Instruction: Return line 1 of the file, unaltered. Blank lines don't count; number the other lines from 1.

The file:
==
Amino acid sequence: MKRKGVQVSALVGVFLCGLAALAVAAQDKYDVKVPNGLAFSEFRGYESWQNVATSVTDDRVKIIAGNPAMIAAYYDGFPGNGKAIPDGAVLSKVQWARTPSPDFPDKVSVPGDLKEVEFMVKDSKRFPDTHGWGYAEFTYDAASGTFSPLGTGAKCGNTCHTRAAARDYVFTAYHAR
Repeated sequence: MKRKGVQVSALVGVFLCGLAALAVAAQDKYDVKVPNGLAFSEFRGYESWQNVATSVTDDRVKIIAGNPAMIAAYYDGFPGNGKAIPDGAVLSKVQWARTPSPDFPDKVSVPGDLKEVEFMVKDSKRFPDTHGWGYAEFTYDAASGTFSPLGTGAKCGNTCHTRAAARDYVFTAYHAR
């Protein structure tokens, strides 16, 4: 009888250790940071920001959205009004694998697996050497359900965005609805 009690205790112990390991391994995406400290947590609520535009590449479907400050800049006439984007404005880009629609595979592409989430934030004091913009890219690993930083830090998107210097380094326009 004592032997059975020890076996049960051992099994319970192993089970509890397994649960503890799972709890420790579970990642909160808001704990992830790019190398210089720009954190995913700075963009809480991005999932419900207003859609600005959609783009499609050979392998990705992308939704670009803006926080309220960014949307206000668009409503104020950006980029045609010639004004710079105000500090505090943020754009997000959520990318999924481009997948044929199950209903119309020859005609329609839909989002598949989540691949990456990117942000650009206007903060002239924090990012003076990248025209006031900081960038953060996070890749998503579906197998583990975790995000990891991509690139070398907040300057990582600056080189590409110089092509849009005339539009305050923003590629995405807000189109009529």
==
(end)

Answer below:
Amino acid sequence: MKRKGVQVSALVGVFLCGLAALAVAAQDKYDVKVPNGLAFSEFRGYESWQNVATSVTDDRVKIIAGNPAMIAAYYDGFPGNGKAIPDGAVLSKVQWARTPSPDFPDKVSVPGDLKEVEFMVKDSKRFPDTHGWGYAEFTYDAASGTFSPLGTGAKCGNTCHTRAAARDYVFTAYHAR